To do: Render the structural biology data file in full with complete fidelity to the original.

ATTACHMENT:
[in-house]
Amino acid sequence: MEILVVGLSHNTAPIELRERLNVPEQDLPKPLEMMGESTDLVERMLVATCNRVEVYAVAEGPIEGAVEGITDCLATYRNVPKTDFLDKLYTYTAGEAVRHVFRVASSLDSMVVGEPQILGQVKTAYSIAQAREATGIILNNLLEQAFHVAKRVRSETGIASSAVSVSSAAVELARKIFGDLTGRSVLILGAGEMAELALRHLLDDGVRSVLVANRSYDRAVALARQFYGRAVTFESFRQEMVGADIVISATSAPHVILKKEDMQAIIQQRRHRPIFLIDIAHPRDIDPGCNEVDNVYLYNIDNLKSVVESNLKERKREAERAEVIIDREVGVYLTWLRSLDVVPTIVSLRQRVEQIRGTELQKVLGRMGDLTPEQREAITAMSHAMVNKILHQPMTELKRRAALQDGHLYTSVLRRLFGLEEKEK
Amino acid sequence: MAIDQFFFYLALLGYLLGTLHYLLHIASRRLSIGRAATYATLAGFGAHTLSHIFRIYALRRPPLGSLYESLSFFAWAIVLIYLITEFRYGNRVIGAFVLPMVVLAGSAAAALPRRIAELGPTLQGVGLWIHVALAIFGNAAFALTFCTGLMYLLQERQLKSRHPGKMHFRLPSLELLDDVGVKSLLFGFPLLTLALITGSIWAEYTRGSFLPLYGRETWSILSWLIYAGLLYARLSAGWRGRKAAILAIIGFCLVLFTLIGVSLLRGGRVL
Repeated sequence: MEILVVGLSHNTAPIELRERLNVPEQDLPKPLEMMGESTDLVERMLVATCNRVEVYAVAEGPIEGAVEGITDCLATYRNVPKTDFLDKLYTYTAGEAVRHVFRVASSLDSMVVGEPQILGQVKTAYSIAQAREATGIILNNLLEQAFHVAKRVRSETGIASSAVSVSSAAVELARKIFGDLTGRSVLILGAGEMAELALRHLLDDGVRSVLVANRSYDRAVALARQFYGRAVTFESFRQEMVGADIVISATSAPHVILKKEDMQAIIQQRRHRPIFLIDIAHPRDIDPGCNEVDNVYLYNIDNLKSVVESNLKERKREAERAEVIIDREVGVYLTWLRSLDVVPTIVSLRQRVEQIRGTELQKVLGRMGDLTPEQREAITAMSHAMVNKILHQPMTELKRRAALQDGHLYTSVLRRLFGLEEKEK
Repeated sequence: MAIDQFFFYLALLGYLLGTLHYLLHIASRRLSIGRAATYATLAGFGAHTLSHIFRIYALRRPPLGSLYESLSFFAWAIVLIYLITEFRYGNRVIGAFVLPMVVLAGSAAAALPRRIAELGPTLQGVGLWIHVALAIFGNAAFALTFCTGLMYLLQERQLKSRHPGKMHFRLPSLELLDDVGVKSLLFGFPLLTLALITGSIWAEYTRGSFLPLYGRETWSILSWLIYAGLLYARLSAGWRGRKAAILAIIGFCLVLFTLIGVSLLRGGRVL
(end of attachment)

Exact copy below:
[in-house]
Amino acid sequence: MEILVVGLSHNTAPIELRERLNVPEQDLPKPLEMMGESTDLVERMLVATCNRVEVYAVAEGPIEGAVEGITDCLATYRNVPKTDFLDKLYTYTAGEAVRHVFRVASSLDSMVVGEPQILGQVKTAYSIAQAREATGIILNNLLEQAFHVAKRVRSETGIASSAVSVSSAAVELARKIFGDLTGRSVLILGAGEMAELALRHLLDDGVRSVLVANRSYDRAVALARQFYGRAVTFESFRQEMVGADIVISATSAPHVILKKEDMQAIIQQRRHRPIFLIDIAHPRDIDPGCNEVDNVYLYNIDNLKSVVESNLKERKREAERAEVIIDREVGVYLTWLRSLDVVPTIVSLRQRVEQIRGTELQKVLGRMGDLTPEQREAITAMSHAMVNKILHQPMTELKRRAALQDGHLYTSVLRRLFGLEEKEK
Amino acid sequence: MAIDQFFFYLALLGYLLGTLHYLLHIASRRLSIGRAATYATLAGFGAHTLSHIFRIYALRRPPLGSLYESLSFFAWAIVLIYLITEFRYGNRVIGAFVLPMVVLAGSAAAALPRRIAELGPTLQGVGLWIHVALAIFGNAAFALTFCTGLMYLLQERQLKSRHPGKMHFRLPSLELLDDVGVKSLLFGFPLLTLALITGSIWAEYTRGSFLPLYGRETWSILSWLIYAGLLYARLSAGWRGRKAAILAIIGFCLVLFTLIGVSLLRGGRVL
Repeated sequence: MEILVVGLSHNTAPIELRERLNVPEQDLPKPLEMMGESTDLVERMLVATCNRVEVYAVAEGPIEGAVEGITDCLATYRNVPKTDFLDKLYTYTAGEAVRHVFRVASSLDSMVVGEPQILGQVKTAYSIAQAREATGIILNNLLEQAFHVAKRVRSETGIASSAVSVSSAAVELARKIFGDLTGRSVLILGAGEMAELALRHLLDDGVRSVLVANRSYDRAVALARQFYGRAVTFESFRQEMVGADIVISATSAPHVILKKEDMQAIIQQRRHRPIFLIDIAHPRDIDPGCNEVDNVYLYNIDNLKSVVESNLKERKREAERAEVIIDREVGVYLTWLRSLDVVPTIVSLRQRVEQIRGTELQKVLGRMGDLTPEQREAITAMSHAMVNKILHQPMTELKRRAALQDGHLYTSVLRRLFGLEEKEK
Repeated sequence: MAIDQFFFYLALLGYLLGTLHYLLHIASRRLSIGRAATYATLAGFGAHTLSHIFRIYALRRPPLGSLYESLSFFAWAIVLIYLITEFRYGNRVIGAFVLPMVVLAGSAAAALPRRIAELGPTLQGVGLWIHVALAIFGNAAFALTFCTGLMYLLQERQLKSRHPGKMHFRLPSLELLDDVGVKSLLFGFPLLTLALITGSIWAEYTRGSFLPLYGRETWSILSWLIYAGLLYARLSAGWRGRKAAILAIIGFCLVLFTLIGVSLLRGGRVL